3. Really? I would of thought the opposite, now that F1 has been Netflixed and is clearly an ‘entertainment show’ reaching into audiences that wouldn’t know one end of a race car from the other its all eyeballs on the product, but to keep those eyeballs where going to have to see more drama, gimmicks and ‘entertaining’ races caused by questionable stewarding and demolition derby driving, I call it now that 2023 will have fan boost…

  19. Good news.
    The more the merrier in my view.
    Bring back tyre wars as well please.

  20. Good news, but it’ll become perfect news if their eventual public announcement says they’ll become the 11th team…

  21. I can’t see them building an engine from scratch. Even without the MGH-K it’s top notch technology. Honda had a really hard time and it wasn’t good exposure at the time.

    I can see them buying RB power trains and becoming an engine supplier or buying the whole Alpine company. But my money would be on the first.

  22. It was rumoured at the end of 2014 that Audi were eying an entry to the sport by 2018 with RBR. Though they lacked the knowledge of the hybrid tech used in F1. RBR masterplan was to get supplied in 2015 by Mercedes and then help Audi with the knowledge of Mercedes PU secrets. Lauda agreed with Marko and was in favour to supply RBR with Mercedes PU but Toto Wolff blocked the whole thing. No wonder Audi are taking a jab at Mercedes…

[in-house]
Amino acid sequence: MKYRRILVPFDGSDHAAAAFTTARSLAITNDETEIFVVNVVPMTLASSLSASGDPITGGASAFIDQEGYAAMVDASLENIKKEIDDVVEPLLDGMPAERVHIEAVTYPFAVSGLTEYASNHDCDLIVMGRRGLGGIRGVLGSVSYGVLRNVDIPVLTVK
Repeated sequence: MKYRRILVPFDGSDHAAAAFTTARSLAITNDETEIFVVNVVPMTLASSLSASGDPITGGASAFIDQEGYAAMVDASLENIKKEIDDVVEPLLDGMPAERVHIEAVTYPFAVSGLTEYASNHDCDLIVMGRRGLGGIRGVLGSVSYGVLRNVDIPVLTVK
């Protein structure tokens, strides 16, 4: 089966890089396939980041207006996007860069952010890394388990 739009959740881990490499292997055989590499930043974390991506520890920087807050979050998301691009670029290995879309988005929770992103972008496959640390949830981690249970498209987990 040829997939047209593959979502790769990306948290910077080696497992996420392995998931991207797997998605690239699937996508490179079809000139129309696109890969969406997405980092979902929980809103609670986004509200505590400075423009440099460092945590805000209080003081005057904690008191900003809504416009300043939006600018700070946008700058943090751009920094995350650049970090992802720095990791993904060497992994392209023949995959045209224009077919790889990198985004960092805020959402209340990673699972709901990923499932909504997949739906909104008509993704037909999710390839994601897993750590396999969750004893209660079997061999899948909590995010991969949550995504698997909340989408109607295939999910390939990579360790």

1. I’m not sure what sort of ‘secrets’ Red Bull was going to reveal, as engine customers are not allowed to do anything on the engine; the manufacturer supplies engine crew for the races and owns the engines, which are really on lease. Sure, some exterior stuff, but nothing inside.

  23. ‘Having a swipe at Mercedes’-and using RB’s mouthpiece to deliver that message?

    Looking forward to some more articles on this matter that begin with ‘I just happened to bump into Marko….’

  24. Audi Red Bull would be unbeatable but only if Hamilton retires
    As long as he races it’s going to be impossible to beat him unless race director is against him like Abu Dhabi

  25. I have an opinion
    20th December 2021, 21:43

    Audi styling itself as a heel for Liberty’s show. Thank goodness Porsche is staying away in the current climate, while Honda’s exit has been impeccably timed.

  26. Would be interesting to see an american engine manufacturer.. Or even the return of Toyota!

    1. To @david-beau

      How about an entry from TATA?

      Merry Christmas,

      Michael A.

  27. As a works team, or solely an engine supplier to an existing team?

  28. I find it sad how many think it’s ok what Masi did at the end of the race, regardless of what nationality you are. Going to check out soon, I don’t seem to understand what’s happened to F1.

    1. @John-H
      See you next season because you wil be back

  29. will they be joining as a whole new team or just a old team rebrand? like aston martin?

  30. If Audi comes in as an engine manufacturer while Honda left that is a net zero gain in manufacturers.

    1. Not necessarily – that would only hold if they join Red Bull. If they come in as a separate engine manufacturer or a full team, it would represent a net gain of one.